by Kenneth Rudich
The last post, “Top-down, Bottom-up Business Strategy Development,” established that, in today’s climate of relentless uncertainty, a business strategy must be flexible and adaptive, not static.
It then went on to suggest a specific approach for accommodating this need, which entailed the employment of two different but mutually compatible types of strategy: scripted strategy and improvisational strategy. Together, they form a tandem that encourages the continuous development and refinement of an organization’s business strategy.
evaluating business strategy
Such a framework as described above implies an active and ongoing evaluation focused around three key questions:
- Where are we?
- Where do we want to go?
- How do we get there?
Though the same questions can be applied with equal effectiveness throughout the entire organization, the answers will invariably differ depending on the strategic level of thinking involved.
At the high level, with its long term view, strategy provides broad direction for navigating the business forward. Whether this involves the prospect of maintaining current momentum or making adjustments to address a new state of affairs, it sets the stage for keeping the business on a sustainable path. This is where the concept of a scripted strategy is often seen at work.
At the operational level, strategy seeks to discover the operating details for realizing the high level design. It digs into the nitty-gritty of determining what works and what doesn’t, with an emphasis on moving the organization from where it is to where it wants to go. This is where the concept of improvisational strategy typically comes into play.
Within this overall strategic framework, there is a large diversity of thought and practice. It moves across time – past, present, and future. It moves from the abstract to the concrete. And it can involve the addressing of one or more issues at the same time.
Strategist and author Dr. Bernard Boar says, “Most of the time, most of us engage in mundane thinking to solve our daily problems. All we need to do, to meet our needs, is to think about one issue, in the present, and in the concrete, at a time. Anything more sophisticated would be overkill.” Strategic thinking, he asserts, is considerably more complex than that.
maintaining business strategy continuity and coherence
All businesses, whether large or small, face the challenge of maintaining the continuity and coherence of their business strategy. Given the complexities involved – the different vantage points, angles, and perspectives – it becomes necessary to have an effective means for tracking what’s happening; including, how well all the various operational parts are coming together to form the whole. The last thing any business wants is to have some operating parts out of sync with others, or a misalignment between the operating strategy and the higher level strategy.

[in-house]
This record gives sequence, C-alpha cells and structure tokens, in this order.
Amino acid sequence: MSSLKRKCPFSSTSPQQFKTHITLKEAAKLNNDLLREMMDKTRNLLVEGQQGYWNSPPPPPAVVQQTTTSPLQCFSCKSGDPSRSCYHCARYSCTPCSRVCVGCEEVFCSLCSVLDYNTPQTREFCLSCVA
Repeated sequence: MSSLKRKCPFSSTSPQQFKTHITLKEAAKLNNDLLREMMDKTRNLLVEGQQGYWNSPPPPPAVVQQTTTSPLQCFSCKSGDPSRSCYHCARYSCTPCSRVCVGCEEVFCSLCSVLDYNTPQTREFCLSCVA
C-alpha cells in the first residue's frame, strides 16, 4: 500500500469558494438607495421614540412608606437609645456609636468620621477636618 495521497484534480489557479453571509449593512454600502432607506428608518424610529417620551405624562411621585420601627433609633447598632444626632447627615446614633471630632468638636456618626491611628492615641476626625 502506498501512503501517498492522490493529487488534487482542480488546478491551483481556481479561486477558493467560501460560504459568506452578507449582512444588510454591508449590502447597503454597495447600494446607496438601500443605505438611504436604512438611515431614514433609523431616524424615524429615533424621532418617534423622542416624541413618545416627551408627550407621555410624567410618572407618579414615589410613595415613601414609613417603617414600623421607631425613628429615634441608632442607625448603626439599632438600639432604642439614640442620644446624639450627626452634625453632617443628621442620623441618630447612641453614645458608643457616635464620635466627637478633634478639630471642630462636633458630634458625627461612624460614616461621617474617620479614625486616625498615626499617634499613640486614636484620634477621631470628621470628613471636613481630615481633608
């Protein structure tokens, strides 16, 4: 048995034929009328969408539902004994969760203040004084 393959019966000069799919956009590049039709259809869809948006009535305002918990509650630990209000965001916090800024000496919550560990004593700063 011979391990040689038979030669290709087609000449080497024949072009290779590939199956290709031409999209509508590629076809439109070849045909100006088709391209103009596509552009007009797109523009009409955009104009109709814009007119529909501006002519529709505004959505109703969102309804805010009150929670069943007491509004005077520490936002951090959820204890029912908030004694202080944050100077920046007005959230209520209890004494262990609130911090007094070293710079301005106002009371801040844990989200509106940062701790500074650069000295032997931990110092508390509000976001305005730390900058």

The mere existence of this challenge presents a strong argument for using a value chain to model the business strategy. For most businesses, the marketing strategy exerts a big influence on the business strategy. Its tendrils tend to touch every area of the business. For instance, if there’s a bottleneck in the distribution channels, there’s bound to be a customer value fulfillment problem.
The idea is to use the value chain as a framework for creating a decision support system. By inserting performance measures throughout the firm’s value chain, it becomes, in effect, a data-driven trajectory model, where the trajectory is a function of all the decisions ever made about what to do next.
As such, it becomes an organization-wide decision support tool. It can facilitate the ability to drill down into the data and analyze specific parts of the operation, or it can drill up to evaluate how well the individual parts are converging within the context of the higher level strategy.
Moreover, this assessment can be done on a continuous basis with the help of modern analytical information technologies. So whether strategies (and tactics) are top down or bottom up, are scrupulously scripted or generated through actions taken, the value chain model keeps everything on the radar screen for management to see.
This capability fits nicely with the advice of well known management guru and author Peter Drucker. He says, “Checking the results of a decision against its expectations shows executives what their strengths are, where they need to improve, and where they lack knowledge or information.” He adds that such assessment is necessary at all levels of an organization.
a diagnostic tool for evaluating strategy
Converting the value chain into a data-driven decision support system can give decision-makers a powerful diagnostic tool for evaluating both the appropriateness of, and the execution of, the business strategy. I’ll seek to explore this subject more thoroughly in future posts.